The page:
'Lettres intimes,' 'Sarcasms' and 'In the Upper Room'
by David Mead
October 10, 2009 -- Opernhaus, Zurich
For the opening programme of the new season, Zurich Ballet artistic director Heinz Spoerli decided on three works that bridged the classical and the modern, with a touch of humour thrown in.
“Lettres intimes” is Spoerli’s interpretation of Janacek’s string quartet of the same title (or “Listy duverne” in Czech). Janacek composed the score in response to his affair with Kamila Stösservoa, a married woman, 36 years younger than himself, and the content of the letters he wrote to her. Although Spoerli eschews such overt narrative, “Lettres intimes” is most definitely not an abstract ballet. He has managed rather to reflect successfully the emotions that can result from a relationship. There is no doubt that it can be viewed as that between Janacek and Stösservoa, although Spoerli prefers to see its as being non-specific and the two lead dancers are not even given character names in the piece.
The choreography reflects in detail the emotional rollercoaster of the score, full as it is of moments of hope and joy, solitude, loneliness and despair. The ballet has echoes of MacMillan’s “Solitaire”, in which a female dancer is always left alone. Here it is a man, in this performance Armenian Arsen Mehrabyn. Right from the start there is the sense of him being apart. As the curtain rises he stands alone, watching a girl in the distance. At the end it seems little is resolved, as still alone he collapses to the floor, apparently crying. Even when surrounded by other men, who often seemed to take on the role of friends, he seemed to be alone with his thoughts.
But it was Kazakhstan-born Aliya Tanykpayeva who stole the show. She showed all the technique one expects from Russian trained dancers, but it was allied with warmth, and a hugely expressive body and face. Her pain and anguish at events was there for all to see. It will be interesting to see how her acting, and what I suspect is an innate lyricism, is used in the future. I know I am speaking on the basis on one performance, but I suspect she would make an ideal Juliet.
The emotional pull of the ballet is added to by Florian Etti’s hauntingly beautiful, yet simple set that suggests a vast open country, not unlike Moravia, from where Janacek hailed. But is does so much more than place the ballet geographically. It reflects the vastness of the emotions portrayed, and the emptiness when the leading man is left alone.
Hans van Manen’s “Sarcasms” is apparently a tongue in the cheek duet, but in fact is a trio for two dancers and the on-stage pianist Alexey Botvinov. Just in case there was any doubt that the work was inspired by Balanchine’s “Duo Concertante”, van Manen even credits Mr. B. for the set and costumes. “Sarcasms” has a very different feel though. The almost cocky Stanislav Jermakov showed off what he can do. The ever-watching Sarah-Jane Brodback looked bored and pretended to ignore him but there was always a glint in her eye. She was waiting for just the right moment to step in an upstage him. It gets increasingly sexy, although in quite a humorous way. Van Manen doesn’t leave too much to the imagination. At one point she even grabs his crotch to make a point, and he then dives repeatedly on her prone body.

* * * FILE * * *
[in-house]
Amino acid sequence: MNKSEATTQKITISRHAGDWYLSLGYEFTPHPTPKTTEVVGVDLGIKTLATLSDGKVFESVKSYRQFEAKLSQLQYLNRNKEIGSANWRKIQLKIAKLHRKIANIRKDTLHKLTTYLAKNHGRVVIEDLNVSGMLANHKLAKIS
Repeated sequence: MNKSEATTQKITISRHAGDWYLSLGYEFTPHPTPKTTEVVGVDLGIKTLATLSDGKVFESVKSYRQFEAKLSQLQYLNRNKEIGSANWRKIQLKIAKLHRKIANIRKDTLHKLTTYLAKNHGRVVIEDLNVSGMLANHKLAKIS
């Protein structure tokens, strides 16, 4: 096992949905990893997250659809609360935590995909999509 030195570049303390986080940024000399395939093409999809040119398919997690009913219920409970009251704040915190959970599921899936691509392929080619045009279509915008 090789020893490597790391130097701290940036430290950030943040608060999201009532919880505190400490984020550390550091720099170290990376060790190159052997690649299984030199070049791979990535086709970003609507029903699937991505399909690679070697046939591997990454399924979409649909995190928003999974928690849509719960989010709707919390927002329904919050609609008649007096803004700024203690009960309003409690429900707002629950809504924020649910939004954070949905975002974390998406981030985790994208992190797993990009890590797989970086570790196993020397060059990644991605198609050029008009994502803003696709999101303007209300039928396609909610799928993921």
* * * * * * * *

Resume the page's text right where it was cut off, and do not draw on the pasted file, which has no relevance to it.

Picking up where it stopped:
If those shenanigans didn’t put the audience in a good mood, Twyla Tharp’s “In the Upper Room” certainly did. Sometimes it is great to just be able to sit back and watch dance simply as bodies moving in space to great music with having to think about a story or what it all might mean. And I know Philip Glass’ minimalist composition is not to everyone’s taste, but that is exactly what Twyla Tharp's ballet delivers.
Zurich Ballet’s dancers in their pyjama-like striped shirts and trousers and red leotards were quite outstanding as they bounced, jogged, leapt in their pointe shoes and sneakers. They really let their hair down and left everyone in no doubt that they were thoroughly enjoying every moment of it. Tharp’s quirky movement is not as easy to get spot on as it looks, but I would go so far as to say this was one of the best performances of the ballet I have ever seen, with a special mention for Pornpim Karchai and Galina Mihaylova, the opening stompers. The audience roared their approval at the end, and quite rightly so.